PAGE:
The swim did not break up the athletes too much and at the front end five athletes came out more or less together who would finish the race. Paul Georgenthum FRA worked hard to keep control but behind him and a few seconds adrift from the leaders, was Sam Laidlow FRA. This young man, fluent in French and English would work hard to bridge the gap and take with him several strong cyclists. He had shown his bike strength last year at the Châteauroux ETU Triathlon Junior European Cup, where his run pace was not as good as it could have been due to injury. What could he do now? Was he race-fit?

The bike saw a breakaway with 6 athletes taking control. France had four there working away and Swiss and Belgian hopes were rising as they had two athletes tucked into the group. Further into the bike and four escaped, having dropped Simon Westermann SUI and one of the French athletes.

Coming into T2 it was the four, still ahead. Then it would be down to them to battle for the three medals. Can you imagine the determination?

Westermann had been dropped on the bike but setting off for the run he could see the leaders in front of him. Behind him and tucked deep in the chase pack was Frenchman Mathis Margirier. He was one of the strongest runners and soon started moving up towards the podium places.

In front of him and hoping it would all hold together were Georgenthum and Laidlow. The linguist was the one with the kick and he just had enough to edge out Georgenthum.  Margirier had ripped the field apart and left the Swiss athlete behind to take the last medal.

After the race, Laidlow explained, “I am over the moon. I rarely find that much confidence in myself during a race. I was far from being the best athlete on the start line but I just focused on one thing at a time all the way to the finish line. I got drowned in the first 50m of the swim. It took me a while to swim back up to 8th ... Beforehand I was planning on attacking on the bike but I wanted to test my running (my weakness) and so I set out fast and didn’t look back ... It paid off and for my 2nd ever ETU cup, I couldn’t be happier. I’ve worked very hard all winter and had ankle ligament problems stopping me from running. It’s slowly but surely coming back and this victory is after all just another step to my dream. I am very lucky to train with incredible athletes in Montpellier and to have an incredibly supportive club (Poissy). I also want to thank more than anyone else my parents. They and my little brother are an inspiration to me. Time to head back to training now and hopefully be on a few more ETU start lines in the future.”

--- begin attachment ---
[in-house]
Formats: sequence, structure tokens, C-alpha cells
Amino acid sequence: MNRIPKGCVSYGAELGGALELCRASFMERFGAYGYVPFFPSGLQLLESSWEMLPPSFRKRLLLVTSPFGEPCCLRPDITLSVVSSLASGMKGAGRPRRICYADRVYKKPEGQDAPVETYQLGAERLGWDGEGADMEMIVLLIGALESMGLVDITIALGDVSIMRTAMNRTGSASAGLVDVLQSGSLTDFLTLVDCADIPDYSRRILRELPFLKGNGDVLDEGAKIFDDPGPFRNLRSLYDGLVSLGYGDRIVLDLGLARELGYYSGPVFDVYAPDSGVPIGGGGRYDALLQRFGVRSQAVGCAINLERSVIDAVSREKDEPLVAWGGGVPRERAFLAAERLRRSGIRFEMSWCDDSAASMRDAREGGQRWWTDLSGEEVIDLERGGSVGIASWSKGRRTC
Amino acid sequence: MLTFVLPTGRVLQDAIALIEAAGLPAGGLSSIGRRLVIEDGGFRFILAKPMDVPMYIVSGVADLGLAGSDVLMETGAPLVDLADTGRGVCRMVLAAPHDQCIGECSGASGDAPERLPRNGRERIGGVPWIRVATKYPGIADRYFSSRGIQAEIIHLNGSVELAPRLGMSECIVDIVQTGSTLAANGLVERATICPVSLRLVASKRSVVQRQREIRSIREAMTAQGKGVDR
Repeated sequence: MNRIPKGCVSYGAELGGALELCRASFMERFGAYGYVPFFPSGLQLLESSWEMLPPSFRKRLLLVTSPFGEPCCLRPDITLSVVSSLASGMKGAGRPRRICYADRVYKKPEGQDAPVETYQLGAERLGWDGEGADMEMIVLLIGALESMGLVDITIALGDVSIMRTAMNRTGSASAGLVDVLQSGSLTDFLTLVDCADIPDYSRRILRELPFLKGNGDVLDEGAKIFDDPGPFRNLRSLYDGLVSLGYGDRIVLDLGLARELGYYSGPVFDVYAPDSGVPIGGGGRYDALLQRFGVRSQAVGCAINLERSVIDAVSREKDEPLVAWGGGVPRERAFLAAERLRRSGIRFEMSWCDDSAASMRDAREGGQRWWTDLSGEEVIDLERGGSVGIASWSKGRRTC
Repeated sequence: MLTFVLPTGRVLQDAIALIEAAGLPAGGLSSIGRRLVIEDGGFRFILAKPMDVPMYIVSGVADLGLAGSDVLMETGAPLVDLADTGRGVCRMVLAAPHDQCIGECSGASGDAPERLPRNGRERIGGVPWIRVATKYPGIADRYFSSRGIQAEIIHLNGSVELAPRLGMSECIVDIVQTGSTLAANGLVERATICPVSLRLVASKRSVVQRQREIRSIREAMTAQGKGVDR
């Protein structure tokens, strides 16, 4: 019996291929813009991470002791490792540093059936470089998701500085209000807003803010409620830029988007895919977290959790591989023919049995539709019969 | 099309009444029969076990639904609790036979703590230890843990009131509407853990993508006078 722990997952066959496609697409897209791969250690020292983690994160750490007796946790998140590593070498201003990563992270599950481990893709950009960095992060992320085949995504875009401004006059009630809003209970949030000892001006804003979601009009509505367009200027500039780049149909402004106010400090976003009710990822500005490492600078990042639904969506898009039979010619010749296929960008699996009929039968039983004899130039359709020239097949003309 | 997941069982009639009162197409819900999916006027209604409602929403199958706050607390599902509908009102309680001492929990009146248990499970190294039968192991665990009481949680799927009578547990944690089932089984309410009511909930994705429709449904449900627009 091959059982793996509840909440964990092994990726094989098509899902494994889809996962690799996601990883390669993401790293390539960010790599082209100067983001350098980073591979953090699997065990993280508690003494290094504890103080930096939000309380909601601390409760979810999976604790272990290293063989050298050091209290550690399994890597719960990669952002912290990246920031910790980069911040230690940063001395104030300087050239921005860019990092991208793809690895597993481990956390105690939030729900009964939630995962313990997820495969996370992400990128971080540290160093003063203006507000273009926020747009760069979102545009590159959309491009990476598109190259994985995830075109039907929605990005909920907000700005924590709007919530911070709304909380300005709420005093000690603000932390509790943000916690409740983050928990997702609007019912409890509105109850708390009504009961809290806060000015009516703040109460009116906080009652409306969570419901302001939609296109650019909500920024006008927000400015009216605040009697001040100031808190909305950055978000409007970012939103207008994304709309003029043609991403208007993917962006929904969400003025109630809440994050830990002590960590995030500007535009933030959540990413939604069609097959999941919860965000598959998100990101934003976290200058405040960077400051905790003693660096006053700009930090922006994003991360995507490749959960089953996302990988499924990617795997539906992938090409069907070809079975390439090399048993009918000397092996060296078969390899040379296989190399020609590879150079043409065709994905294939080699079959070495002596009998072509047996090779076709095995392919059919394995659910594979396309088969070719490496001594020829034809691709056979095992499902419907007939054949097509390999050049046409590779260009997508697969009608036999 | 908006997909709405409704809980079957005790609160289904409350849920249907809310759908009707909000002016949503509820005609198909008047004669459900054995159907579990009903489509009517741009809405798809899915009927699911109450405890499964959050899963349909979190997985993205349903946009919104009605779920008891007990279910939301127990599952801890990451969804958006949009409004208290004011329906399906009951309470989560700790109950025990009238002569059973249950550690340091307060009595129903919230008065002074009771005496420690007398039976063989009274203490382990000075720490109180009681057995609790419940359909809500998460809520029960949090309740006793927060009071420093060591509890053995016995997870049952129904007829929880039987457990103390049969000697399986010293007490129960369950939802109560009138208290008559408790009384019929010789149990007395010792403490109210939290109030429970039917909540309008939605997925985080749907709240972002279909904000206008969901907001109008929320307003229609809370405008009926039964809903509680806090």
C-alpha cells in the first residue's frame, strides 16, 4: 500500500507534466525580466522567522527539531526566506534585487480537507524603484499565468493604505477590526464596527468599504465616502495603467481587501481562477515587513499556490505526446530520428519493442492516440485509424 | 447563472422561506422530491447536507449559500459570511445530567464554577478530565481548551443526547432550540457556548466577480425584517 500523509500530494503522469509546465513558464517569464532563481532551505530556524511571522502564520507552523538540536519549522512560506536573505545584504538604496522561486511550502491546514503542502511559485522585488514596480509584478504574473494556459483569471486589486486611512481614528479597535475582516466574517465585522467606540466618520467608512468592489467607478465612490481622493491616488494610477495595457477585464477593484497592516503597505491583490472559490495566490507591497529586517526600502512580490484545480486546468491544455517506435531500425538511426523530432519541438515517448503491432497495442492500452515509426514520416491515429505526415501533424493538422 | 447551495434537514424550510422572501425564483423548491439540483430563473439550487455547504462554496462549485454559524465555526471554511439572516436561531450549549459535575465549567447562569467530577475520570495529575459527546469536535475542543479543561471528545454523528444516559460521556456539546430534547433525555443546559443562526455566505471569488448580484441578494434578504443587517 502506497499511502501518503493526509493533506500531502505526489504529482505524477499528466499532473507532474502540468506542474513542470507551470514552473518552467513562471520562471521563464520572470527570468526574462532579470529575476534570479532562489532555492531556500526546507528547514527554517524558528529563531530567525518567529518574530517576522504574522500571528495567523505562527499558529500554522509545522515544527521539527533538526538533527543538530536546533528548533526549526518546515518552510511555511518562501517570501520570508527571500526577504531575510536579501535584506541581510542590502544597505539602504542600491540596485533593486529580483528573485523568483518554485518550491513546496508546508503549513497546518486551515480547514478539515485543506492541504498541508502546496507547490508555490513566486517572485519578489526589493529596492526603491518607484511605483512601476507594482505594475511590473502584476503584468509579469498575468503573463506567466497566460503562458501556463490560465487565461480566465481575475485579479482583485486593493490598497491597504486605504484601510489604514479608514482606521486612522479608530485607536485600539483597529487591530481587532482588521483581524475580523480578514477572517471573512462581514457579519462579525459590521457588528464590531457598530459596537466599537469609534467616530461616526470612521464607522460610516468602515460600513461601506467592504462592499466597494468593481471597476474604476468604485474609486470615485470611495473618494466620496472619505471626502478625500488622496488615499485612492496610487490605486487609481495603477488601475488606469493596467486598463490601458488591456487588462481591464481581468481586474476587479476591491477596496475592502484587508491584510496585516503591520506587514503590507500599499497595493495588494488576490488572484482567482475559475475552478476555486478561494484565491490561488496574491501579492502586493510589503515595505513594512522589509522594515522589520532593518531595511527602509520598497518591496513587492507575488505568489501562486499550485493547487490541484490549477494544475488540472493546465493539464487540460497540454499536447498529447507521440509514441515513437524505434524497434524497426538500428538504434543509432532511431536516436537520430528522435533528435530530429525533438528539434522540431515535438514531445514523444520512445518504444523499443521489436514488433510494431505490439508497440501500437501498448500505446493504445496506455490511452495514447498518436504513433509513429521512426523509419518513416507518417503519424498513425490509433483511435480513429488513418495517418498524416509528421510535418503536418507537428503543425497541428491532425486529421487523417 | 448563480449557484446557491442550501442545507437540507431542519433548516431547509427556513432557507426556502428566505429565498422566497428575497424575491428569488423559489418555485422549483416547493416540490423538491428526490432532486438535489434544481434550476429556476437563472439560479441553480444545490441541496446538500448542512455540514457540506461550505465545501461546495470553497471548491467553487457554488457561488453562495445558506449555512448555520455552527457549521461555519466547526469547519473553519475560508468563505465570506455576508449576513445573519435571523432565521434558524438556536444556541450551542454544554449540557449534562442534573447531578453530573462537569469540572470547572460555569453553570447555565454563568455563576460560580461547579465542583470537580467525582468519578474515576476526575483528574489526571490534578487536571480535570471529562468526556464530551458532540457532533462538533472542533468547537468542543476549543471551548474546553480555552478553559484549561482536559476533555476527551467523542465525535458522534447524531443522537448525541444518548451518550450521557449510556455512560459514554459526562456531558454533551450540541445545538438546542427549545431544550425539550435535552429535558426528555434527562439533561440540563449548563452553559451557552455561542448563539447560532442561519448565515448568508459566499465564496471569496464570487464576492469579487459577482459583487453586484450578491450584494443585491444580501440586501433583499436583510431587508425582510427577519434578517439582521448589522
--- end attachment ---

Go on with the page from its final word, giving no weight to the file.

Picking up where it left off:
The awards ceremony was used by ETU Executive Board member and CEO of Triathlon Ireland, Chris Kitchen to thank the organisers. This weekend was not just an ETU Junior Cup event but in fact a celebration of triathlon for young and old. Great location. The legacy has begun. Thanks to Triathlon Sud Vendée for the videos.

Related Event: 2016 L’Aiguillon sur Mer ETU Triathlon Junior European Cup
22 May, 2016 • event page
Results: Junior Men
1. Sam Laidlow FRA 00:55:29
2. Paul Georgenthum FRA 00:55:33
3. Mathis Margirier FRA 00:55:40
4. Simon Westermann SUI 00:55:44
5. Max Stapley ITU 00:55:51
6. Alexis Kardes FRA 00:55:57
7. Guillaume Hay FRA 00:56:09
8. Valentin Damman FRA 00:56:19
9. Noah Servais BEL 00:56:30
10. Boris Pierre FRA 00:56:34
Results: Junior Women
1. Laura Swannet BEL 01:02:24
2. Audrey Ducornet FRA 01:02:32
3. Jessica Fullagar FRA 01:02:42
4. Pauline Landron FRA 01:02:57
5. Constance Minet FRA 01:03:39
6. Manon Skibka FRA 01:03:55
7. Lena Berthelot-Moritz FRA 01:04:03
8. Tania Álvarez ESP 01:04:21
9. Emma Ducreux FRA 01:04:37
10. Lone Meertens BEL 01:04:52